Indonesians lend helping hand in dog sterilisation

During the training programme held over four days last month, the participants from the Agri-Food and Veterinary Authority and animal welfare groups were taken to various outfield sites where they practised trapping methods taught by trainers.
During the training programme held over four days last month, the participants from the Agri-Food and Veterinary Authority and animal welfare groups were taken to various outfield sites where they practised trapping methods taught by trainers.PHOTO: AGRI-FOOD AND VETERINARY AUTHORITY

6 officials train AVA staff, volunteers ahead of nationwide scheme to be rolled out from Q4

Six Indonesian officials have helped to train Agri-Food and Veterinary Authority of Singapore (AVA) staff and volunteers here for a nationwide dog sterilisation programme to be rolled out later this year.

The nine AVA employees and 22 volunteers from eight animal welfare groups were trained to capture and handle stray dogs humanely, among other things, over four days from Sept 25.

One of the Indonesian officials is the former national master trainer from the Food and Agriculture Organisation of the United Nations: Emergency Centre for Transboundary Animal Diseases Indonesia, AVA said in a statement yesterday. The team includes two vets and three dog catchers.

The officials have been conducting mass vaccinations of stray dogs in Bali since 2011, as part of a rabies control programme under Indonesia's Ministry of Agriculture.

The training was conducted ahead of a national Trap-Neuter-Release-Manage programme to be progressively carried out in Singapore from the last quarter of this year.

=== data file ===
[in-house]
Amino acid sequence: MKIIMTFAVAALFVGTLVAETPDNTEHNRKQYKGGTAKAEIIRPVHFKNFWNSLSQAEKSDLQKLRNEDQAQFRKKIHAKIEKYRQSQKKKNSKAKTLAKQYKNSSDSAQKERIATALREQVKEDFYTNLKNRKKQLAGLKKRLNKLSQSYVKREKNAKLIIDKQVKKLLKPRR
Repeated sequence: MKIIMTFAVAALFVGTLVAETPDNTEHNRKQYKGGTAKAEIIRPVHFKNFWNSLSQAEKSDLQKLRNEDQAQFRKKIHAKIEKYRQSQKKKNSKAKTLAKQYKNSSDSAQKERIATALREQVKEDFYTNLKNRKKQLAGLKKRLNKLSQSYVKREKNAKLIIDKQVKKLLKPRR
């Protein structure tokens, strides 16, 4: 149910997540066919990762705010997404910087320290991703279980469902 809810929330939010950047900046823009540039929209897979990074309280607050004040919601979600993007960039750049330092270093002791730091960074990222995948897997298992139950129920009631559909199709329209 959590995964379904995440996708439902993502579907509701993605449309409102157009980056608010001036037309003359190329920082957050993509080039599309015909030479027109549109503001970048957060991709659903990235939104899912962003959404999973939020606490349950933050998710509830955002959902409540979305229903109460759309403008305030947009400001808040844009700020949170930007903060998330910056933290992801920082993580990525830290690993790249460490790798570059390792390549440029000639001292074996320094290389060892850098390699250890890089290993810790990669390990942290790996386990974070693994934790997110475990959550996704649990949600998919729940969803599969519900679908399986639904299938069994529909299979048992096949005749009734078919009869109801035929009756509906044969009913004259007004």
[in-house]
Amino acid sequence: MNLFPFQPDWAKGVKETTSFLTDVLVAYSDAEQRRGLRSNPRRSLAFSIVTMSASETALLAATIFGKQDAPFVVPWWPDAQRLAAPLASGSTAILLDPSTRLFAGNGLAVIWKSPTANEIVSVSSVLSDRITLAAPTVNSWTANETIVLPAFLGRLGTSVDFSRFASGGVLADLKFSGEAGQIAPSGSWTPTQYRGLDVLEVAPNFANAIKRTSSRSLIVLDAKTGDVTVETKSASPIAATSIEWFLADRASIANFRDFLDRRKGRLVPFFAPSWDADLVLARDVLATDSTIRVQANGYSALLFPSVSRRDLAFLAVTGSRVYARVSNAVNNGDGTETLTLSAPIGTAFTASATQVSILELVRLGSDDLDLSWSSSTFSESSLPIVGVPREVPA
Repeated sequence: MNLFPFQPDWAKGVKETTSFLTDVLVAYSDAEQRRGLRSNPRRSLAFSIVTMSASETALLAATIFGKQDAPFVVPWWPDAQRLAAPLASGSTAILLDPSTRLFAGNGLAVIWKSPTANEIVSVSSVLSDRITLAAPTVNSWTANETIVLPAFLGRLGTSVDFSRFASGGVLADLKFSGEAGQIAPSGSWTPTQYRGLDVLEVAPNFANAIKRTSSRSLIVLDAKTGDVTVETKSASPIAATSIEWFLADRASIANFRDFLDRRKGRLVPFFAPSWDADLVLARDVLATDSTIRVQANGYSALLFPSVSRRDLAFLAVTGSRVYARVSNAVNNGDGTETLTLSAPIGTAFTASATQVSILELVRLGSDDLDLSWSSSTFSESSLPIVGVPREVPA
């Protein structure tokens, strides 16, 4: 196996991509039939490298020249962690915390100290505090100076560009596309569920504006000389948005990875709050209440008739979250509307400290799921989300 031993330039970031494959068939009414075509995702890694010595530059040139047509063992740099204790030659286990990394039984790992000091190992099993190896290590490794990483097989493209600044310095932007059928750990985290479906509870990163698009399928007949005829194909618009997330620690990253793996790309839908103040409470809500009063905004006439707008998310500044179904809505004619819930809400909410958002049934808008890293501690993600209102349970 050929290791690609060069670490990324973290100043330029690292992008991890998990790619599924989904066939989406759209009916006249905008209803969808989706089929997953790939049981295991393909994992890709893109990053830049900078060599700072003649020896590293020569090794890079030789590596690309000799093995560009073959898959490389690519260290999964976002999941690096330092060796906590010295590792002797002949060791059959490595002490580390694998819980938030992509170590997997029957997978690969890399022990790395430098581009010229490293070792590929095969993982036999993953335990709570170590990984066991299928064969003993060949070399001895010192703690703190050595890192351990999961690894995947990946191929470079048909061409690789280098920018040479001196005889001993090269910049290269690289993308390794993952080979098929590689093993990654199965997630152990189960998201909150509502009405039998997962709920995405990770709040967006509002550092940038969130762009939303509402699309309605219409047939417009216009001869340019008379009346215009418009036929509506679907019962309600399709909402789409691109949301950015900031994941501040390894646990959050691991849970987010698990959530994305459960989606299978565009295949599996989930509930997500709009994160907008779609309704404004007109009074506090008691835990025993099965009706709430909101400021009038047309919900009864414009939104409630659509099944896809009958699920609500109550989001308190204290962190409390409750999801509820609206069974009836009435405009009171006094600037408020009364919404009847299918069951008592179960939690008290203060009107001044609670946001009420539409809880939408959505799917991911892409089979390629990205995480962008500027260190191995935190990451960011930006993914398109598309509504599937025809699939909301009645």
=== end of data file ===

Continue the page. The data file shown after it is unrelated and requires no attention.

AVA will work with 11 animal welfare groups, veterinarians and other stakeholders as part of the programme.

Mr Joshua Teoh, director of AVA's animal management group, said the operations in Bali are similar to Singapore's nationwide sterilisation programme, in which a large number of dogs would be caught, vaccinated and sterilised, before they are released or rehomed.

 
 
 

One of the Indonesian trainers, Dr Ahmad Gozali, said: "We hope that through this training programme, participants are equipped not just with the knowledge but, most importantly, with the skills they need in the humane capturing and handling of the strays."

Among other things, participants were taught a ninja technique in which one person distracts the dog while another approaches from behind to trap the canine in a net.

A total of 12 dogs were caught during the training. They will be sterilised and rehomed or released in the areas where they were caught.

Mr V. Mohan, an operations executive with the Society for the Prevention of Cruelty to Animals, said: "Even though I have been rescuing animals for 27 years, I still learnt a lot of new ideas from the training... which I can incorporate into my future rescue work."

Ms Alyssa Lim, director of Mercylight, an animal shelter, said the training allowed her to learn practical skills from the professionals.

She added: "As trapping of dogs requires teamwork, our challenge now is to apply the skills and knowledge we attained ... in training our own volunteers."

A version of this article appeared in the print edition of The Straits Times on October 10, 2018, with the headline 'Indonesians lend helping hand in dog sterilisation'. Print Edition | Subscribe